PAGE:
Wednesday, July 18, 2012

Singin' and Dancin' in the New York Rain

Rain, rain, go away. You’re much needed in this national drought, if only to offer brief respite from the incredible heat.  But you make pedestrian transit nearly impossible—or, at the very least, incredibly frustrating.

A New York pedestrian with an umbrella actually develops quicker reflexes, ducking through and around other pedestrians, umbrellas, awnings, and food carts—Frogger style. To find the minute opening between other umbrellas and their slow-moving owners is an involved undertaking, and weaving through the sidewalks can actually become a delicate dance of graceful(less) sliding, jumping, and quick-stepping.  This is a dance with a prop, of course, which the dancer must learn to collapse-and-reopen effortlessly and quickly to skirt through small gaps in the pedestrian wall and under/around scaffolding.  With this umbrella, the dancer must also institute a constant up-down motion, above the heads of the unfortunates without umbrellas (or with height challenges), under the umbrellas of tall pedestrians or those who decide that the gargantuan span of a golf umbrella was a wise choice on the crowded sidewalk.

Of course, if a pedestrian is lucky enough to be caught without an umbrella (such as yours truly during the storm sneak-attack on Wednesday night), the event of walking (such an easy, taken-for-granted prospect on dry days), becomes less of a dance and more of a survival strategy.  First: which subway route to take?  Go one way, and the walk to the station is shorter, but go the longer route, and you get the benefit of more awnings.  Decisions.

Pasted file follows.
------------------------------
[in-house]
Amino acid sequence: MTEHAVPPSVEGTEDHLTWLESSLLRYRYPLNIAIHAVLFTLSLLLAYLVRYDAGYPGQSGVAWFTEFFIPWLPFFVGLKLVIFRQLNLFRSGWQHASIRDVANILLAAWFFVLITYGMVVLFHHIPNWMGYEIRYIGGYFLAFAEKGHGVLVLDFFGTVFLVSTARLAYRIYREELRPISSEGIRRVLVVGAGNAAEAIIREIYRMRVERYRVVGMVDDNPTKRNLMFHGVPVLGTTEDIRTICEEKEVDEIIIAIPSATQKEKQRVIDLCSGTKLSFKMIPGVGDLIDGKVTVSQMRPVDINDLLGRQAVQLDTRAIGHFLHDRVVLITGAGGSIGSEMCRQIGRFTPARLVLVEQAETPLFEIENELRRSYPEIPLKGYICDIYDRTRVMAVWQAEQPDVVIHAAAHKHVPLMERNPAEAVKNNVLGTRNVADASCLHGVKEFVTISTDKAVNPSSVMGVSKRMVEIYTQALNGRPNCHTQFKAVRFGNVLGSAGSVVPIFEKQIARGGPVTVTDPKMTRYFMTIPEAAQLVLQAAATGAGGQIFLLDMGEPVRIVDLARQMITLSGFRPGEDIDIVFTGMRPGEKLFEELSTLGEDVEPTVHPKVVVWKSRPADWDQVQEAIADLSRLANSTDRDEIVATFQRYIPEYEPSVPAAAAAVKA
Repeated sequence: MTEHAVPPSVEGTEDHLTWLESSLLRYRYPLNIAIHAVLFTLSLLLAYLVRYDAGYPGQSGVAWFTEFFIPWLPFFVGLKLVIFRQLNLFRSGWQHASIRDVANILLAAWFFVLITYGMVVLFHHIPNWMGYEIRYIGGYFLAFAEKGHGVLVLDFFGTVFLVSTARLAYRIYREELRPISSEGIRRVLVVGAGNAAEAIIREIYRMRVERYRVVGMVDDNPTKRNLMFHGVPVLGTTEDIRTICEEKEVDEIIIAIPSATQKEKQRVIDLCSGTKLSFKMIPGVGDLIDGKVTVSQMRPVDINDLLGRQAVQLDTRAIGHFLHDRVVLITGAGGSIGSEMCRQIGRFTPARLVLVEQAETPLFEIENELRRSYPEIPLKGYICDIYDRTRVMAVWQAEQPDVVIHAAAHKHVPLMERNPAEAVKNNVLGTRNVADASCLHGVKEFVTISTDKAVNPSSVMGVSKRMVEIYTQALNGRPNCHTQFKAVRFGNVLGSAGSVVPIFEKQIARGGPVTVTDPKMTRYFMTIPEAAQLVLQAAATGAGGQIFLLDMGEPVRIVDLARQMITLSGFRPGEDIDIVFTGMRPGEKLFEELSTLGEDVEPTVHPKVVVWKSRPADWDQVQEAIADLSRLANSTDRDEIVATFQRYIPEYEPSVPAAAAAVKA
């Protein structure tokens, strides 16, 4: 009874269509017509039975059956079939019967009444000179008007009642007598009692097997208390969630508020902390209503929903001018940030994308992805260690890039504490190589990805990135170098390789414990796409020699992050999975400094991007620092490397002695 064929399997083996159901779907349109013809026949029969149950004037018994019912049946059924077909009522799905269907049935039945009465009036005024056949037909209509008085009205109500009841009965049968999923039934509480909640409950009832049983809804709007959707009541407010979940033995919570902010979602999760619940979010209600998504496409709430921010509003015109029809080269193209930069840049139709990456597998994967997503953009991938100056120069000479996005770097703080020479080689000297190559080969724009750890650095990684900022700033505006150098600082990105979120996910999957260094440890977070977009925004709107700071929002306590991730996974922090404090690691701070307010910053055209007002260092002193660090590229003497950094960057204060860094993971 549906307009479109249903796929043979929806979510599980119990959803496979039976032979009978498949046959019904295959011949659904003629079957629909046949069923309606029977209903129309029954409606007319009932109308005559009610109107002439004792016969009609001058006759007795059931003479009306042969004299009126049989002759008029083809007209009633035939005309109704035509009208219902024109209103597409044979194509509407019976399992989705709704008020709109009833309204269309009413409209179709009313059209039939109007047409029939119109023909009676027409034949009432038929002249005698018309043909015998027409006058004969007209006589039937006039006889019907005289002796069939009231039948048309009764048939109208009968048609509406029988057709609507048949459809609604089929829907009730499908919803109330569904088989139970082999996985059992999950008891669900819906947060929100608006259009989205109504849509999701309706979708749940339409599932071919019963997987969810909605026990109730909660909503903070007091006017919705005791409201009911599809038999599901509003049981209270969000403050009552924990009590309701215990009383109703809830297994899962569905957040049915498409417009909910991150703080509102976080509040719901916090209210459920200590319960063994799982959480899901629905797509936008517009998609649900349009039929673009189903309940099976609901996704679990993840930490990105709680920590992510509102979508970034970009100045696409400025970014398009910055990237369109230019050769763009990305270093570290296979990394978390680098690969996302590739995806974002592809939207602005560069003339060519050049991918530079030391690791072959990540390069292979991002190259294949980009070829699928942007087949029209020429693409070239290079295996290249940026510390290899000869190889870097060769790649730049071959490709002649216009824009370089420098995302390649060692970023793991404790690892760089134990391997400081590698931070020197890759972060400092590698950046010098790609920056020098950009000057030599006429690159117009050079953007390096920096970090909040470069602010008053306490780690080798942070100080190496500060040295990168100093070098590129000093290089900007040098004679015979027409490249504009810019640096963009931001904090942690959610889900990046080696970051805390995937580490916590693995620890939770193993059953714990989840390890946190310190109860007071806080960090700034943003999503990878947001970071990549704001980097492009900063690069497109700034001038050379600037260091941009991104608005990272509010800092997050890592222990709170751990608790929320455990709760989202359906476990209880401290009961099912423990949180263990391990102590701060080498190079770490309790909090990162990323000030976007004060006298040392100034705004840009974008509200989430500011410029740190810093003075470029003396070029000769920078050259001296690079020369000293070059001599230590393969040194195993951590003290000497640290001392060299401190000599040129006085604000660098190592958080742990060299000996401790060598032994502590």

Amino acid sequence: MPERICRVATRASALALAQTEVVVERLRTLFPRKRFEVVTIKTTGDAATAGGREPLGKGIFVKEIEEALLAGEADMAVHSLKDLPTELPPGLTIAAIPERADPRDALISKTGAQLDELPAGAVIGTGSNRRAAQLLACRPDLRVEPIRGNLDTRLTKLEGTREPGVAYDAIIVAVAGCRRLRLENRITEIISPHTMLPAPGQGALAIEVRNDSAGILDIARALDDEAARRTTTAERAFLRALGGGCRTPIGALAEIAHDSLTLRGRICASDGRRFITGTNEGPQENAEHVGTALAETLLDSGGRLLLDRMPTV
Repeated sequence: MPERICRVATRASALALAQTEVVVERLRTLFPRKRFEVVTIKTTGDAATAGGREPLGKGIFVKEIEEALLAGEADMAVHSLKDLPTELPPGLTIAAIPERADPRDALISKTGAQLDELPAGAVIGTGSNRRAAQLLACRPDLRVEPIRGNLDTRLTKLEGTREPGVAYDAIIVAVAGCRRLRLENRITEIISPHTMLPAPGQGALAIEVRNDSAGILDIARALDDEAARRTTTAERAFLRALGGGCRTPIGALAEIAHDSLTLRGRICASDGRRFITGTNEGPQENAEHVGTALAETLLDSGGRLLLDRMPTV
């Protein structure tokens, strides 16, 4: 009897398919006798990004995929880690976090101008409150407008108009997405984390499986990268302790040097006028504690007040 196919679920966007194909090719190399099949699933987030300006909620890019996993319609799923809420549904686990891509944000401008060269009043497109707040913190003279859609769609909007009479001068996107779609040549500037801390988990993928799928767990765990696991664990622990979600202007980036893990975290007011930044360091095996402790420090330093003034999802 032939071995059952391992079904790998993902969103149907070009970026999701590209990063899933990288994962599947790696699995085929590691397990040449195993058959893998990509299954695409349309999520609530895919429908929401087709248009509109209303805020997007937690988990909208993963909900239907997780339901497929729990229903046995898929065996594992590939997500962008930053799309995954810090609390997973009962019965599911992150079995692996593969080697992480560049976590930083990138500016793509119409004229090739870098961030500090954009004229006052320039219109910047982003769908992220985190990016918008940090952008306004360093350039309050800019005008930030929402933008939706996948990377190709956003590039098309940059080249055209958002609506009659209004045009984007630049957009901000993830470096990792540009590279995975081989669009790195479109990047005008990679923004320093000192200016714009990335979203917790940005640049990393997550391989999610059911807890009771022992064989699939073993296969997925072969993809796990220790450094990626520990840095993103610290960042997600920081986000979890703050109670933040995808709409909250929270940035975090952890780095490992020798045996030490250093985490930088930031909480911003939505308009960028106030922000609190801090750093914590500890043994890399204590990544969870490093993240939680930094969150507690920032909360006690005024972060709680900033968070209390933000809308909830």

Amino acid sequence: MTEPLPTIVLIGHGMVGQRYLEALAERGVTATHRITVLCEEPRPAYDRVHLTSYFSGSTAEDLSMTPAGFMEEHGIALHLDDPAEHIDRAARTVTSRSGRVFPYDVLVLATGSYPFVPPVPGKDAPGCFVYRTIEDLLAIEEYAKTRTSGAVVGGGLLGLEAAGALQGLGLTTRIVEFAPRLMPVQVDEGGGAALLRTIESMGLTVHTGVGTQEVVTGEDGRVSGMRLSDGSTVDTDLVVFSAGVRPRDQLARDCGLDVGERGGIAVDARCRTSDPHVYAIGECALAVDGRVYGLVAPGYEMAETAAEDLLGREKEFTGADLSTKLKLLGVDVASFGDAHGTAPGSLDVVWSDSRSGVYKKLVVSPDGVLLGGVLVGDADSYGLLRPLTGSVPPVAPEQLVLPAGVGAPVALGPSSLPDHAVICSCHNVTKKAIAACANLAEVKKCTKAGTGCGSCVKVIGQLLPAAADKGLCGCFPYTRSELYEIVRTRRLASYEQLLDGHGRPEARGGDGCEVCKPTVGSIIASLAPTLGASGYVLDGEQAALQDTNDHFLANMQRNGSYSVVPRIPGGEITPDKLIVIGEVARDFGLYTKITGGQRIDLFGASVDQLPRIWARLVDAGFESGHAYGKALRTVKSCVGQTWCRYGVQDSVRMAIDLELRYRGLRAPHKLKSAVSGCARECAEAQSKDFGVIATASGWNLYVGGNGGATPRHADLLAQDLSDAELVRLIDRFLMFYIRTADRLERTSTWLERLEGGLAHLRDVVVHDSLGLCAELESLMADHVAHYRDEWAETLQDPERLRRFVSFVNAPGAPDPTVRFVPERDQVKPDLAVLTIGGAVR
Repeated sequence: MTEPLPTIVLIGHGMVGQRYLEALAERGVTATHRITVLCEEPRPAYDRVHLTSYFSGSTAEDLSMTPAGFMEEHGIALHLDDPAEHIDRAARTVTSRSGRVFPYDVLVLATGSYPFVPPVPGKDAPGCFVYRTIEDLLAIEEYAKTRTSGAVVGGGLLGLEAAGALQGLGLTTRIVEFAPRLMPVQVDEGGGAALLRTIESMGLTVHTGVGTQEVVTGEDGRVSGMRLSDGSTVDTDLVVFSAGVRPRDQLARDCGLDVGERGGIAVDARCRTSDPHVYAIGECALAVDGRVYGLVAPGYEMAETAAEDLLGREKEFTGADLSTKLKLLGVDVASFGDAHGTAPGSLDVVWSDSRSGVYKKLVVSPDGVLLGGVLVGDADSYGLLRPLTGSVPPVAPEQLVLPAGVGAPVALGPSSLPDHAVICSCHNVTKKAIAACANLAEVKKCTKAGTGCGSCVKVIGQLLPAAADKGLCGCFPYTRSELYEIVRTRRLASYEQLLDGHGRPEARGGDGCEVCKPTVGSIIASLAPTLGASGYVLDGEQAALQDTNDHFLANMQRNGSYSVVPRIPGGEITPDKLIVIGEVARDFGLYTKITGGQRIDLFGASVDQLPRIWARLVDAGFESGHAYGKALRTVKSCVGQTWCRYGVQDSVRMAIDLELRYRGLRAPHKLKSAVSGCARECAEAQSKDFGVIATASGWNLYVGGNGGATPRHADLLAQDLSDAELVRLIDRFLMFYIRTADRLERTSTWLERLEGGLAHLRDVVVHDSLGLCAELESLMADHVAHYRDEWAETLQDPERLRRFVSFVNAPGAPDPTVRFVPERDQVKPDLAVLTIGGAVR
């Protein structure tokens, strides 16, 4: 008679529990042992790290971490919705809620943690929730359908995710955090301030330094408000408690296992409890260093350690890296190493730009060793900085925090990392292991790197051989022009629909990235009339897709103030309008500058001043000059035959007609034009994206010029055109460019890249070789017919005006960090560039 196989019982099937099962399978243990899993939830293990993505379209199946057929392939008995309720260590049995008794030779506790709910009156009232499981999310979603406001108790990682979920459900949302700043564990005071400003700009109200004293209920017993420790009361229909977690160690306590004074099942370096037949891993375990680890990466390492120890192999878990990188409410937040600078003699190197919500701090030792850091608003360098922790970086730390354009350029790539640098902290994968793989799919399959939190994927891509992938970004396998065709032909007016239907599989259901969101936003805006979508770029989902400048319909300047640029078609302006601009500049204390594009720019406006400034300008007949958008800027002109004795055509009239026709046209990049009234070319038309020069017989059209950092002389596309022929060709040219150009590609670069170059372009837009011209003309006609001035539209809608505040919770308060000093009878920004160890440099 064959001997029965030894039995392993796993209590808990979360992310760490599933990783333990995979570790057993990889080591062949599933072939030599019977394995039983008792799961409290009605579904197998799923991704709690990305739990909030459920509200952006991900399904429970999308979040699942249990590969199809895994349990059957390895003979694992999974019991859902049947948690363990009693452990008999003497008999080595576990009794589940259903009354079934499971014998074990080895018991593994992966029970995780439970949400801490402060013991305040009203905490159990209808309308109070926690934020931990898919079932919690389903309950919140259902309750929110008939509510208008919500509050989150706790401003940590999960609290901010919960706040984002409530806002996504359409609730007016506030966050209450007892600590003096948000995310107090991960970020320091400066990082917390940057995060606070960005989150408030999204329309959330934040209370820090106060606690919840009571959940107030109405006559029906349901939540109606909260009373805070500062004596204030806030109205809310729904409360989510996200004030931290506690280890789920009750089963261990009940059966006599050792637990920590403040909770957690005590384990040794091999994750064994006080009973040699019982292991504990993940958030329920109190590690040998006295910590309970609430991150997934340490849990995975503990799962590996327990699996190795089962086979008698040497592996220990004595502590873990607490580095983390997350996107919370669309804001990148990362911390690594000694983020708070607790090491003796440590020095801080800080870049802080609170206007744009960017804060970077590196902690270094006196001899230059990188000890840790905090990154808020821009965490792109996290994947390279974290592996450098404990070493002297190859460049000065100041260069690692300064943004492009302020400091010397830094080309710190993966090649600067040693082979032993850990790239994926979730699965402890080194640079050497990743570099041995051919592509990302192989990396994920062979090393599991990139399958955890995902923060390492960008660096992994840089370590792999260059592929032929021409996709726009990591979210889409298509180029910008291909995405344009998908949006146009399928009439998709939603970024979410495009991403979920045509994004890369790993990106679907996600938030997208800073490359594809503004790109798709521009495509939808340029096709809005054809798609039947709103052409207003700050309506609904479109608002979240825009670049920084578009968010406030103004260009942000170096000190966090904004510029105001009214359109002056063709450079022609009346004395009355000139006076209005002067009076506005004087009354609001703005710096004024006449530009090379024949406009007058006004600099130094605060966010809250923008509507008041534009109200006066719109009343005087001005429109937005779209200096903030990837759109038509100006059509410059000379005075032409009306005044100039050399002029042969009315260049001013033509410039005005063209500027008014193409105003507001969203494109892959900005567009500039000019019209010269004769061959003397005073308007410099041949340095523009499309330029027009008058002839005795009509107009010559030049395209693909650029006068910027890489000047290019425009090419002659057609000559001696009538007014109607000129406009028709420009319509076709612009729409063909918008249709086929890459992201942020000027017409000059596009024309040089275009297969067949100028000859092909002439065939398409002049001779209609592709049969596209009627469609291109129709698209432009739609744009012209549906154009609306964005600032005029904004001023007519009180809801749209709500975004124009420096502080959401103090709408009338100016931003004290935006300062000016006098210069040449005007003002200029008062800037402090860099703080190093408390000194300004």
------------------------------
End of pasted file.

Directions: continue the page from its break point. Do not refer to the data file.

Once the unfortunate, umbrella-deprived pedestrian (let’s call her Leah – for kicks and giggles, of course) decides which path to take (the longer walk with more awnings and fewer train transfers, incidentally), she obviously wants to move more quickly, to walk faster despite the treadless flats she wears, to get to the subway.  This may not limit rain exposure, but it definitely lessens the time spent uncomfortably in the elements.  However, as if people walking slowly in groups two or three (or four?!)-abreast was not already a frustration, they now increase their girth by walking abreast with umbrellas.  The indecency! On top of this, many pedestrians passing by refuse to offer the courtesy of lifting their umbrellas,  resulting in swipes of the umbrella edge across Leah’s shoulder, collisions with her head, and several occasions of increased wetness from the rain streaming off of the umbrella.  Furthermore, the trains seem to run with increasing delays when it rains, even when most of the route (and all of Leah’s) is underground, which is baffling. 

If only Leah had been prepared—with an umbrella, yes—but more importantly, at home, curled up with a good book to listen to the thunder. THEN we can say, “come again another day.” 

Rainy Day family in Bed-Stuy

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